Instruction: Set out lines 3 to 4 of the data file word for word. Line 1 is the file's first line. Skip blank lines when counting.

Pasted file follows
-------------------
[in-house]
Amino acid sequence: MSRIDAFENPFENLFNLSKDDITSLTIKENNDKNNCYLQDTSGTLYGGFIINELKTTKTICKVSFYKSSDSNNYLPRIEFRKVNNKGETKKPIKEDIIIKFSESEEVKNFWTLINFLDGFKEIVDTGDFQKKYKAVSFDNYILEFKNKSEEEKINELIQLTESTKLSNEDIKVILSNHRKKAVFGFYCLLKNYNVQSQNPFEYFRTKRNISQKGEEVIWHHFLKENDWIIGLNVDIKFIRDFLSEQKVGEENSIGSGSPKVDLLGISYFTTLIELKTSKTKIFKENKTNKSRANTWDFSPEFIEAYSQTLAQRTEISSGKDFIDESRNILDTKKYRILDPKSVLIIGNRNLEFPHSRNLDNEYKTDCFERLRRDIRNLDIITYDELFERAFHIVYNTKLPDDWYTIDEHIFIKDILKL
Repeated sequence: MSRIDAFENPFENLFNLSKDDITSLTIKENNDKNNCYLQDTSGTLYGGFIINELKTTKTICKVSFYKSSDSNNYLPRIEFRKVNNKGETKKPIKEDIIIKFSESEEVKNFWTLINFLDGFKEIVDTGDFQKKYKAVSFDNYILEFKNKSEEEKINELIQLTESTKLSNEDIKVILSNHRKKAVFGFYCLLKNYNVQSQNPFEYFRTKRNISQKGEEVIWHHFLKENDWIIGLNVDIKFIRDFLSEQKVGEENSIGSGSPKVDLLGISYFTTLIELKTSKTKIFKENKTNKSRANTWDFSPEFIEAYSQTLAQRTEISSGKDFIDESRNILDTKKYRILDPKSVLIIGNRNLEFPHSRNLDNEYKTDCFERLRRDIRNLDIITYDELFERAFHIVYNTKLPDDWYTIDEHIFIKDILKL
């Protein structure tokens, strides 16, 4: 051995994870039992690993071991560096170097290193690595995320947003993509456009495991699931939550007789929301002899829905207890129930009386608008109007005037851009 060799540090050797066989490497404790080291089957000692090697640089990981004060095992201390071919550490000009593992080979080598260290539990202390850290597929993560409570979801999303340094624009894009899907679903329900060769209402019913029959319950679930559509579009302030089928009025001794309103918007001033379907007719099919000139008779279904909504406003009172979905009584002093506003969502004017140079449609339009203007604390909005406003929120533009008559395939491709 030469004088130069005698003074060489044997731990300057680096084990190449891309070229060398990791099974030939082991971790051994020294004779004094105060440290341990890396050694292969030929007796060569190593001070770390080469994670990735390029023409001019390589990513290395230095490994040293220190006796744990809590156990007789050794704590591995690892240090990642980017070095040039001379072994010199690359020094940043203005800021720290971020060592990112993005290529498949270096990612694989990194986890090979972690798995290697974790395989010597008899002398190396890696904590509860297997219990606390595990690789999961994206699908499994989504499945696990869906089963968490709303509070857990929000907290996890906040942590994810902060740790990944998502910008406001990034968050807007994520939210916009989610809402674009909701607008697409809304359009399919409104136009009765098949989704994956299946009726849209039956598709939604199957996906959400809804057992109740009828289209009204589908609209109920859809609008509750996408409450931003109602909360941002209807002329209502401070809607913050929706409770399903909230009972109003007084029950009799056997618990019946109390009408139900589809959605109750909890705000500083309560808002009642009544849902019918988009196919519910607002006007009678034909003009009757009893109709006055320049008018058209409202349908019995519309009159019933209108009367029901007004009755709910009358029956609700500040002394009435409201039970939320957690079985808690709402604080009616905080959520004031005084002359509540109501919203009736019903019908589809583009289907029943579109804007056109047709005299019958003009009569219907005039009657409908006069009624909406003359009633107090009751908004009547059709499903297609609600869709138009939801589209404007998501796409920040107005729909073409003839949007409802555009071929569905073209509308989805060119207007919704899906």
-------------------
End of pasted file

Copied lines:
Repeated sequence: MSRIDAFENPFENLFNLSKDDITSLTIKENNDKNNCYLQDTSGTLYGGFIINELKTTKTICKVSFYKSSDSNNYLPRIEFRKVNNKGETKKPIKEDIIIKFSESEEVKNFWTLINFLDGFKEIVDTGDFQKKYKAVSFDNYILEFKNKSEEEKINELIQLTESTKLSNEDIKVILSNHRKKAVFGFYCLLKNYNVQSQNPFEYFRTKRNISQKGEEVIWHHFLKENDWIIGLNVDIKFIRDFLSEQKVGEENSIGSGSPKVDLLGISYFTTLIELKTSKTKIFKENKTNKSRANTWDFSPEFIEAYSQTLAQRTEISSGKDFIDESRNILDTKKYRILDPKSVLIIGNRNLEFPHSRNLDNEYKTDCFERLRRDIRNLDIITYDELFERAFHIVYNTKLPDDWYTIDEHIFIKDILKL
């Protein structure tokens, strides 16, 4: 051995994870039992690993071991560096170097290193690595995320947003993509456009495991699931939550007789929301002899829905207890129930009386608008109007005037851009 060799540090050797066989490497404790080291089957000692090697640089990981004060095992201390071919550490000009593992080979080598260290539990202390850290597929993560409570979801999303340094624009894009899907679903329900060769209402019913029959319950679930559509579009302030089928009025001794309103918007001033379907007719099919000139008779279904909504406003009172979905009584002093506003969502004017140079449609339009203007604390909005406003929120533009008559395939491709 030469004088130069005698003074060489044997731990300057680096084990190449891309070229060398990791099974030939082991971790051994020294004779004094105060440290341990890396050694292969030929007796060569190593001070770390080469994670990735390029023409001019390589990513290395230095490994040293220190006796744990809590156990007789050794704590591995690892240090990642980017070095040039001379072994010199690359020094940043203005800021720290971020060592990112993005290529498949270096990612694989990194986890090979972690798995290697974790395989010597008899002398190396890696904590509860297997219990606390595990690789999961994206699908499994989504499945696990869906089963968490709303509070857990929000907290996890906040942590994810902060740790990944998502910008406001990034968050807007994520939210916009989610809402674009909701607008697409809304359009399919409104136009009765098949989704994956299946009726849209039956598709939604199957996906959400809804057992109740009828289209009204589908609209109920859809609008509750996408409450931003109602909360941002209807002329209502401070809607913050929706409770399903909230009972109003007084029950009799056997618990019946109390009408139900589809959605109750909890705000500083309560808002009642009544849902019918988009196919519910607002006007009678034909003009009757009893109709006055320049008018058209409202349908019995519309009159019933209108009367029901007004009755709910009358029956609700500040002394009435409201039970939320957690079985808690709402604080009616905080959520004031005084002359509540109501919203009736019903019908589809583009289907029943579109804007056109047709005299019958003009009569219907005039009657409908006069009624909406003359009633107090009751908004009547059709499903297609609600869709138009939801589209404007998501796409920040107005729909073409003839949007409802555009071929569905073209509308989805060119207007919704899906």